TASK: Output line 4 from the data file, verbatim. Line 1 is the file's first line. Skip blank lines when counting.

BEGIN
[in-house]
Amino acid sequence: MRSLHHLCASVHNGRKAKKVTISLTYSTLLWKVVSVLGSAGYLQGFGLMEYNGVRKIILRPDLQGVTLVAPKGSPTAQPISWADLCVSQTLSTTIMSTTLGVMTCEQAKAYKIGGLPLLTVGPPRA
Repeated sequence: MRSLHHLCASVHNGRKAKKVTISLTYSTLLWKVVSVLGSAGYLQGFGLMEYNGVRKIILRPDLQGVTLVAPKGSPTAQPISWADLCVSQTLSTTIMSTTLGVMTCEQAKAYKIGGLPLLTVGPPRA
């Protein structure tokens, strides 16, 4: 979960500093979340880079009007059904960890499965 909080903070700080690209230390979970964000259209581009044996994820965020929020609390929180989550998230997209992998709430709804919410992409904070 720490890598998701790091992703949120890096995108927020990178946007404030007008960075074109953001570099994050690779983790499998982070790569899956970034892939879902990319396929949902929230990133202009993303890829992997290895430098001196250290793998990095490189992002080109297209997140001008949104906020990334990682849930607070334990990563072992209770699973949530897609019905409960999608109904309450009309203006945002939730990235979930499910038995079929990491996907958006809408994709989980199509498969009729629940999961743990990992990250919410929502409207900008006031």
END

């Protein structure tokens, strides 16, 4: 979960500093979340880079009007059904960890499965 909080903070700080690209230390979970964000259209581009044996994820965020929020609390929180989550998230997209992998709430709804919410992409904070 720490890598998701790091992703949120890096995108927020990178946007404030007008960075074109953001570099994050690779983790499998982070790569899956970034892939879902990319396929949902929230990133202009993303890829992997290895430098001196250290793998990095490189992002080109297209997140001008949104906020990334990682849930607070334990990563072992209770699973949530897609019905409960999608109904309450009309203006945002939730990235979930499910038995079929990491996907958006809408994709989980199509498969009729629940999961743990990992990250919410929502409207900008006031």